How to Stop Procrastinating – Proven Life Hacks to Boost Productivity

Do you feel like you struggle to complete tasks or stay on top of projects? This may be a byproduct of feeling stressed, overwhelmed, or in a place of executive dysfunction. Whatever the source of your struggles may be, you can implement these proven strategies to become more productive.

Don’t Focus on the Size of the Project

Some studies show that 88% of workers procrastinate for over an hour each day on the job. Much of that time may be spent staring at a computer screen or a calendar on the wall, just trying to figure out how to approach a task.

It’s easy to feel overwhelmed when you’re looking at a large task that feels insurmountable, so don’t get wrapped up in that. Instead, pick out something you know you can achieve right away and start there. If you start the day with the mindset of “I’m never going to finish this,” you’re approaching the project from a place of defeat. Give yourself the benefit of the doubt and you might be surprised by how much you can accomplish.

Break Large Projects into Small, Manageable Chunks

How do you eat a full plate of nachos? One bite at a time. You can use that same mentality to take on just about any task, especially when it feels overwhelming. If you don’t have the headspace to break up the whole project into smaller chunks, identify something you can work on right now. Once you finish that chunk, identify a new one to move onto. Focus less on planning and more on doing. You can use that momentum to fuel future productivity.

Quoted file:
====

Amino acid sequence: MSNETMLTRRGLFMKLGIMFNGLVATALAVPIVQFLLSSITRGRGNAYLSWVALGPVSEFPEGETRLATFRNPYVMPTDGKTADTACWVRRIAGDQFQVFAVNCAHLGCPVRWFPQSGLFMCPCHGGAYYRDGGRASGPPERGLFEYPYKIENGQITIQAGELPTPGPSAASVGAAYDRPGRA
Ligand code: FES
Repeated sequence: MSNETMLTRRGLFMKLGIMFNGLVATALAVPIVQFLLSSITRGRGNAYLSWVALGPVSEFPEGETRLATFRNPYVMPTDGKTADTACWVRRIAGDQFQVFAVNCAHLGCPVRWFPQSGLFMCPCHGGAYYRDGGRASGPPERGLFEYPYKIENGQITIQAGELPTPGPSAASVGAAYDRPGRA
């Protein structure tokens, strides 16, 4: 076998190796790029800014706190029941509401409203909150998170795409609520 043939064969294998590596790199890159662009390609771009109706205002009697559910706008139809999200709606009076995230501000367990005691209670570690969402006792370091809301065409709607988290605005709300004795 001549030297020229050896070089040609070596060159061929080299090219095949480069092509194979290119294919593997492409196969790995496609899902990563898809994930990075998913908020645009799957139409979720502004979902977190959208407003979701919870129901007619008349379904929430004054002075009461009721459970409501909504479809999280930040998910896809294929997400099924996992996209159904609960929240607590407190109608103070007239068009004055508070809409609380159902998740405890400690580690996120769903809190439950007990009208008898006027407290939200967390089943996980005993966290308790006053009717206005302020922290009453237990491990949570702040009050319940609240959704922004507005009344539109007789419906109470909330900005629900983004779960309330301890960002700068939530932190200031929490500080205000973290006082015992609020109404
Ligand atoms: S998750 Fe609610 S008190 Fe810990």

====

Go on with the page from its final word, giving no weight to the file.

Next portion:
Use Block Scheduling to Dedicate Time to Individual Tasks

Rather than saying you have to finish X task by Y time, block your day into sections for different tasks. Whatever you accomplish in that time is what you accomplish. This works well for people who struggle to find a balance between work life, personal life, or multiple projects within one area of their lives. If you don’t finish cleaning the entire kitchen in an hour, that’s OK! What you finished within that hour is more than what you started with.

Using this mentality can give you the grace to work at your speed and prevent feeling burnt out later on.

Stop the Cycle of “I’ll Do It Later”

If you’re a routine procrastinator, you may have a habit of saying, “I’ll start that at noon” or “I’ll get to that this evening when I get home.” Then, when noon or the evening comes, you find a new excuse to push off the project. When you catch yourself thinking that, stop yourself. Replace the thought with, “I don’t want to do this now, but I’m going to do it anyway.” There will always be a later for you to fall back on, so don’t give yourself the opportunity to do so.

Prioritize Getting Something Done, Even If It’s Not Perfect

Progress is better than perfection. You should always strive to do a job well, but that doesn’t mean you cannot complete it if it’s not perfect. If you let go of that need for perfection, you may find yourself getting much more accomplished throughout the day. Best of all, you can build your skills to get closer to perfection over time.

Breaking the habit of procrastination takes time, but you now have some tools to lean on. Take baby steps towards improvement, and you’ll soon feel much more productive.